From an engineering and manufacturing perspective (and legal), there is no way they are using different brakes for the van and wagon. It would immediately open them up for a lawsuit the instant someone inevitably kills someone because they can't stop fast enough. Just imagine the lawer in that suit, "You mean to tell me Mr. Engineer that you put weaker brakes on the vehicle designed to carry 15 people?". No way. Perhaps more importantly, there is no functional or cost savings benefit to doing so (the rotor and caliper cost savings for marginally weaker brakes would come down to piston diameter and is negligible. Furthermore, the cost of maintaining a separate supply chain to service both brakes types would completely offset the manufacturing cost benefits.

There is, however, a functional benefit to the softer springs, and that is the only reasonable conclusion I can come to.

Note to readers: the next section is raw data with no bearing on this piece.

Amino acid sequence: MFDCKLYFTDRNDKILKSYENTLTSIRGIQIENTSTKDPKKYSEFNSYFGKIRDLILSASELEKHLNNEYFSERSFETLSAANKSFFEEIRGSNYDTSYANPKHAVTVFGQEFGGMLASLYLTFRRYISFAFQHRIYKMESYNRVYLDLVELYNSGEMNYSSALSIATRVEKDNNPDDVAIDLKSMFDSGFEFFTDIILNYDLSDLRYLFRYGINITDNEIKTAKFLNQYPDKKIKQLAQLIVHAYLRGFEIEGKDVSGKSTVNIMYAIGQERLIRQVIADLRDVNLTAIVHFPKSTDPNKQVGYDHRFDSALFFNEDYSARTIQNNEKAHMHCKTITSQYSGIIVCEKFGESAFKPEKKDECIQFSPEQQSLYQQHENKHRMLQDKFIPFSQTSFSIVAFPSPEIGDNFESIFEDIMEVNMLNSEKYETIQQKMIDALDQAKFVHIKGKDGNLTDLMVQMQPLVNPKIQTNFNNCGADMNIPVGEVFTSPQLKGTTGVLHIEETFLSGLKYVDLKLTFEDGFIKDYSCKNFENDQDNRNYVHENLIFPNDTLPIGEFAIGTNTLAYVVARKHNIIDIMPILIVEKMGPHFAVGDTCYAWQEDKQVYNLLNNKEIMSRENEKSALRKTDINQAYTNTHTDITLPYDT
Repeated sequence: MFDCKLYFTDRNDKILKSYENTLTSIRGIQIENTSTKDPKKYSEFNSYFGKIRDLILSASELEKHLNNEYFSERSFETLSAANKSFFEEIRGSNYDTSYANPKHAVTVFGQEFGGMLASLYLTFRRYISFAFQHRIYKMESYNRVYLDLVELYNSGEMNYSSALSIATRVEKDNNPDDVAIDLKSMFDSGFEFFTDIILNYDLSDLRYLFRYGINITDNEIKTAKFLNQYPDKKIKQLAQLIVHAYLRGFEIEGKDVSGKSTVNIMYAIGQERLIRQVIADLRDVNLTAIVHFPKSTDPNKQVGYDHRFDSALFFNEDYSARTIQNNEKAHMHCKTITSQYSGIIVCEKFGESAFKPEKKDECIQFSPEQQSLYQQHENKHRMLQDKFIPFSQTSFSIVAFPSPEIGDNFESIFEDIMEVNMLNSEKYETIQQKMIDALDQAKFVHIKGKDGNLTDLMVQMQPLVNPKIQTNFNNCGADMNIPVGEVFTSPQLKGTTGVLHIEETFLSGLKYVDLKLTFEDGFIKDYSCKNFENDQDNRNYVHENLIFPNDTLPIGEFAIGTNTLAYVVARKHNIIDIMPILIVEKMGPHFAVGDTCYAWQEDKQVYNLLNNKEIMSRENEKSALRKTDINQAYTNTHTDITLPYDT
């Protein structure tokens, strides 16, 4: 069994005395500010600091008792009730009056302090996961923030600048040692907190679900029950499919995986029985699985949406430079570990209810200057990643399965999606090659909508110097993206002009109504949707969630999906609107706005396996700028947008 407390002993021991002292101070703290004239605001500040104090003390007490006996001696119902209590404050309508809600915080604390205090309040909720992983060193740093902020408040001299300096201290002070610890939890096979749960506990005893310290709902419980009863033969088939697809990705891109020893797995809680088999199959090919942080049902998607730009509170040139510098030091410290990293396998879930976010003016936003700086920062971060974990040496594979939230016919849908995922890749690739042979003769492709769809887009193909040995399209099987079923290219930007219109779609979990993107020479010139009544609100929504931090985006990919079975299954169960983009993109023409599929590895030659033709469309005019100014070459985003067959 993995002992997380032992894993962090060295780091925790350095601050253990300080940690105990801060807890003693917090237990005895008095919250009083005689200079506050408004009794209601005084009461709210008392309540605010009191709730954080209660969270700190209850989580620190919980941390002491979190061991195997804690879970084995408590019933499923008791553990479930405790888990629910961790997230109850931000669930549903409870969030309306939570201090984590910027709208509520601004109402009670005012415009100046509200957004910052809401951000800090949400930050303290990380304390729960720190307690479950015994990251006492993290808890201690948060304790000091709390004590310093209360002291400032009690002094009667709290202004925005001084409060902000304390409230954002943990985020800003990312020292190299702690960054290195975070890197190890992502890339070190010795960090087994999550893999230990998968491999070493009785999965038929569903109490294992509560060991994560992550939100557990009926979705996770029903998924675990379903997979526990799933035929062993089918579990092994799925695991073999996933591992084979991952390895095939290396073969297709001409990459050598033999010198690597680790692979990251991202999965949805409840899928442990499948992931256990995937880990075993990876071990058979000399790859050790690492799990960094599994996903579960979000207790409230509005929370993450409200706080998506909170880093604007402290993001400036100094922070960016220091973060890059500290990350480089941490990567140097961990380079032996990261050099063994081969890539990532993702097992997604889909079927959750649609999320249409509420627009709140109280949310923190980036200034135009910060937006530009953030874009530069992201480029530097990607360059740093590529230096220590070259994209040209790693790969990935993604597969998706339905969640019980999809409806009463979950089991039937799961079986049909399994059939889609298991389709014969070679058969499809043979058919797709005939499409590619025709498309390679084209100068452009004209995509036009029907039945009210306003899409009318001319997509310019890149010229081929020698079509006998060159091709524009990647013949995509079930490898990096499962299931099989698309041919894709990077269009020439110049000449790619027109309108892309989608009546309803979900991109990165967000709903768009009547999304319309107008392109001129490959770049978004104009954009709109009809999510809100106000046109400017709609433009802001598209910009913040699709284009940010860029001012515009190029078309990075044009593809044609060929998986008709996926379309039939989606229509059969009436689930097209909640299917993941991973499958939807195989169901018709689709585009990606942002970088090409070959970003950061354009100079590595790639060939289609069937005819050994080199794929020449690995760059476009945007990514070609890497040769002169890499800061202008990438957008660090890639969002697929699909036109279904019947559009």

I didn't design it, so I cant say with certainty, but reason and fundamental engineer principles suggests springs as the cause for the reduced GCWR (with maybe a sprinkle of legal protectionism on Ford's part).
 

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Discussion Starter #8
Agreed. Well I guess we can only wait and see, unless someone here has access to factory info.
 

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I googled "2015 ford transit van rear suspension" and a link to "2015 Transit - Ford Fleet" came up. This PDF, which I cannot seem to link with here, has front and rear axle ratings, plus a lot of other specifications. You may find something there which is useful.
 

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i'll google it and see if it comes up for me.

although it might not be possbile to link it here, at least we know it's out there, better than not having access to it at all.
 

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Chance, it seems the difference in GVWR and GCWR is what drives the max tow.

......cut......
For whatever reason it appears Ford limits the wagon to 11,200 lbs GCWR regardless of engine or drivetrain selection. If I had to guess I would lean towards it being about regulatory or liability rather than limited by hardware, but I have no real idea as to why.